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NOTE

19 May doubt: Lat. metuendum, "fear."

20 His law: the Koran. Cf. Essay xvi, note 3. 21 Arians: followers of Arius (256-336) who maintained respecting the Trinity that the Son is of a nature similar to but not the same as that of the Father and is subordinate to him; thus tending toward a denial of the divinity of Christ.

22 Arminians: followers of Jakob Harmensen (1560-1609), who, protesting against the Calvinistic doctrine of predestination, taught that God had predestined the salvation or condemnation of individuals only after he saw who would accept and who would decline the mercy of Christ. 23 Persians: e. g. the invasion of Greece in 480 B. C. 24 Assyrians: under Sennacherib and Esarhaddon conquered Egypt (705-668 B. C.).

25 Arabians: conquered Spain in 711 and maintained sovereignty over it in general till 1492.

26 Tartars: under Jenghis Khan conquered China and central Asia in 1206-1221.

27 Gallo-Grecia: Galatia, in Asia Minor, conquered by Gauls

in 279 B. C.

28 Rome: invaded by the Gauls in 390 B. C.

29 In respect of the stars: this view was upheld by Roger Bacon in his Opus Majus (c. 1267).

30 Courages warmest: the Lat. adds: "as is seen in the people of Arauco, who, seated the farthest south, far excel all the Peruvians in courage." B. refers to the Araucanians in southern Chile.

31 Almaigne: Germany.

32 Charles: c. 742-814, king of the Franks from 768 on, and emperor of the Romans 800-814.

33 By lot: legend has it that in this way the early Anglian and Saxon emigrants to Britain were chosen.

34 Encourageth a war: Lat. "excites other nations to invade them."

35 Ordnance: Lat. tormenta ænea, "brass ordnance."

36 Known: the Lat. adds "in the time of Alexander the Great."

37 Arietations: use of battering-rams.

38 His infancy: the gen. its had not come into general use. 39 Exhaust: the Lat. adds "the loquaciousness also remaining." 40 Philology: apparently Bacon means "the history."

41 Circle of tales: Lat. "a certain mass of tales and useless observations."

LIX. OF FAME

First printed by Rawley in 1657.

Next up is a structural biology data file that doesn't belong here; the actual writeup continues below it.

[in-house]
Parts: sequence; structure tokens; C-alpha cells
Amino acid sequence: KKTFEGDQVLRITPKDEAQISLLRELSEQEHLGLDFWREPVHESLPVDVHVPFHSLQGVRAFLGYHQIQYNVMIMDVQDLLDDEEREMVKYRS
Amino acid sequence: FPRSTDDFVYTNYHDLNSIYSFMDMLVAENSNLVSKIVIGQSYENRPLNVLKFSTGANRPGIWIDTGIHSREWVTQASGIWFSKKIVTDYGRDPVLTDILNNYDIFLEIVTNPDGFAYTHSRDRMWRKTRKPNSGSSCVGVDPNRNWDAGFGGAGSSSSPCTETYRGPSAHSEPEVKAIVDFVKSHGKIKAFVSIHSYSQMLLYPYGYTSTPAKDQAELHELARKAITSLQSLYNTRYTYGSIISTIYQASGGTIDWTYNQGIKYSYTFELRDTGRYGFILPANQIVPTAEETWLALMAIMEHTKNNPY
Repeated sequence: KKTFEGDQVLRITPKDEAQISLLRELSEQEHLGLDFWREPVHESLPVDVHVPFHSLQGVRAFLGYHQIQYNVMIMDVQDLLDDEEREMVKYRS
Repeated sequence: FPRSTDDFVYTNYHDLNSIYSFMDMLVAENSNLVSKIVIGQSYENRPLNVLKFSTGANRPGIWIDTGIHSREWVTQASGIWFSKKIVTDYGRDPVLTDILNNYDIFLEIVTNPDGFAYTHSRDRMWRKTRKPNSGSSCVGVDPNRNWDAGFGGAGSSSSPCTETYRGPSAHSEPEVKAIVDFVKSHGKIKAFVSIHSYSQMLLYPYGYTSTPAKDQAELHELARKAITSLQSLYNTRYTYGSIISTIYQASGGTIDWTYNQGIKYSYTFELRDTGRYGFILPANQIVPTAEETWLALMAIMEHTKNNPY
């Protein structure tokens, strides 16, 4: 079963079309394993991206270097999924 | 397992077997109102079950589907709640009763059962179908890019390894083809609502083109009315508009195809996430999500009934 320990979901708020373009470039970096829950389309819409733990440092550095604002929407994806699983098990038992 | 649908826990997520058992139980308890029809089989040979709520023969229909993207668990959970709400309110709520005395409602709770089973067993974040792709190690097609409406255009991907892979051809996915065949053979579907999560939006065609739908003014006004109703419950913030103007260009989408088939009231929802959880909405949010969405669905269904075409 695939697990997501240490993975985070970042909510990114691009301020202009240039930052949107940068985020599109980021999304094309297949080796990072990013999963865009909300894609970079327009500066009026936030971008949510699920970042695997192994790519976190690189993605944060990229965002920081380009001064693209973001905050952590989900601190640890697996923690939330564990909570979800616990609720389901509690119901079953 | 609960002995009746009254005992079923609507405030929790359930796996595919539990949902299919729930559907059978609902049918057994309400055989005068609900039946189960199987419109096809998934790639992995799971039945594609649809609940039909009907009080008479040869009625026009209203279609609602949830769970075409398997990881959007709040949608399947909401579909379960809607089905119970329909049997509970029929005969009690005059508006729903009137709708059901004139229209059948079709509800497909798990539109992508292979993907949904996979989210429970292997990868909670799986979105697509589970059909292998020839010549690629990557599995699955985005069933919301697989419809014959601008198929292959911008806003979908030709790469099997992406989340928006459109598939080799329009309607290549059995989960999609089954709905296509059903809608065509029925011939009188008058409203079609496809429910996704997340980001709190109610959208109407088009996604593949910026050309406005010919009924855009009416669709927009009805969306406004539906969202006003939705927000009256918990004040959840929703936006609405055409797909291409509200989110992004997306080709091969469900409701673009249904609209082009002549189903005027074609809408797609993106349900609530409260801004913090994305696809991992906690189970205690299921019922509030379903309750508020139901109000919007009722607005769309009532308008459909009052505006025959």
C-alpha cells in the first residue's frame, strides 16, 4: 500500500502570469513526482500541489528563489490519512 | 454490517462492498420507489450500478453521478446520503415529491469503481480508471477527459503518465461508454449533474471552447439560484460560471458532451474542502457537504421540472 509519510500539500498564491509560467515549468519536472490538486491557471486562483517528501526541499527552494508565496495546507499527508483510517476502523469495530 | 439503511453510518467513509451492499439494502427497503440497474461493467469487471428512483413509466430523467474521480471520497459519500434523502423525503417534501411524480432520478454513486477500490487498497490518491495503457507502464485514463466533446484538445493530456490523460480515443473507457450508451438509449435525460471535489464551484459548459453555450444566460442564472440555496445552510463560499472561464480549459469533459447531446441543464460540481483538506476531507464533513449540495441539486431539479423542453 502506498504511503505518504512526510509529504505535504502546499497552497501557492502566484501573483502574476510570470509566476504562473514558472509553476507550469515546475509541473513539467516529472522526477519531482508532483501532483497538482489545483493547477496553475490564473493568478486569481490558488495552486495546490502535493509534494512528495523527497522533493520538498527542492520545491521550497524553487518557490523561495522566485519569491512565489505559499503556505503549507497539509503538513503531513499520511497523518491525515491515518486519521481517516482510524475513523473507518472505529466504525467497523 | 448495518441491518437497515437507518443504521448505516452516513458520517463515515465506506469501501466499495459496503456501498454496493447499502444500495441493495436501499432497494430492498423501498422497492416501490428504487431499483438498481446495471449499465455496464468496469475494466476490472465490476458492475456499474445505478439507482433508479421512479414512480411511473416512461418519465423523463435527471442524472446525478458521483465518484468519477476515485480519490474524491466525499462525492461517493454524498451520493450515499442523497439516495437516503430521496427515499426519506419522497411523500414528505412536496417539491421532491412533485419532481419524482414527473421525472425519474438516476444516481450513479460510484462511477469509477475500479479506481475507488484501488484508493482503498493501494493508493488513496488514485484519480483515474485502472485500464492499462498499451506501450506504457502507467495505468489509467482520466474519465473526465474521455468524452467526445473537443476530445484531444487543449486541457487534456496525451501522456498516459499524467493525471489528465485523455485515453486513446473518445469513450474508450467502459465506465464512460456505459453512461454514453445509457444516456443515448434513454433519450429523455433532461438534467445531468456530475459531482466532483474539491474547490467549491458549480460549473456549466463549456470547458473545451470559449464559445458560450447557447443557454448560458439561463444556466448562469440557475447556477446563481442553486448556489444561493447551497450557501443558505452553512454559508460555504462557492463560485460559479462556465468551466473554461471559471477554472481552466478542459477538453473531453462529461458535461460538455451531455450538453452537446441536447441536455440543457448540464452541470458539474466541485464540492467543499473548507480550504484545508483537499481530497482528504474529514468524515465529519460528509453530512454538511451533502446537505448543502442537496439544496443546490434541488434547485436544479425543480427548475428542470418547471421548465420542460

1 They say: a free translation follows of Virgil, Æneid, iv, 173188.

NOTE

2 Mucianus: Tacitus, History, ii, 80.

3 Julius Cæsar: Plutarch, Lives, v, 31, 32.
4 Livia: Tacitus, Annals, i, 5. Cf. Essay vi, p.
5 Themistocles: Plutarch, Lives, i, 300, 301.
after the battle of Salamis in 480 B. C.

18, 1. 6.

It happened

SUGGESTIONS FOR THE STUDY OF THE ESSAYS

There are three kinds of study which the high-school student may devote to the Essays. To make his study profitable in the highest degree, and to appreciate the Essays most fully, he should give some attention to each of these kinds. I. LINGUISTIC. a. Note the proportion of native English

words to those of Latin origin and to those of French origin. Is B. fond of words of Latin or Greek origin?

b. Does B. often use words now obsolete, or in senses not now common or intelligible, e. g. leese, compound (Essay lv, p. 164, 1. 2 f. b.), Almaigne, graze (Essay xlv, p. 139, 1. 14 f. b.), glorious (Essay xlviii, p. 15, 1. 3 f. b.)? Does he make frequent use of scientific terms?

c. How far does B. differ from modern standard usage in his inflections, especially of verbs? How does his usage compare with that of the King James Bible? Is he careful in using the subjunctive mode?

d. Are B.'s sentences modern in structure? In what respects do they strike us as strange or old-fashioned? Is he fond of balance? Of periodic sentences? How many obsolete constructions do we find, e. g. there be some have (Essay xlii, p. 133, l. 19), so as for so that? How do his sentences compare in structure with those of the Bible, and of Shakespeare's prose?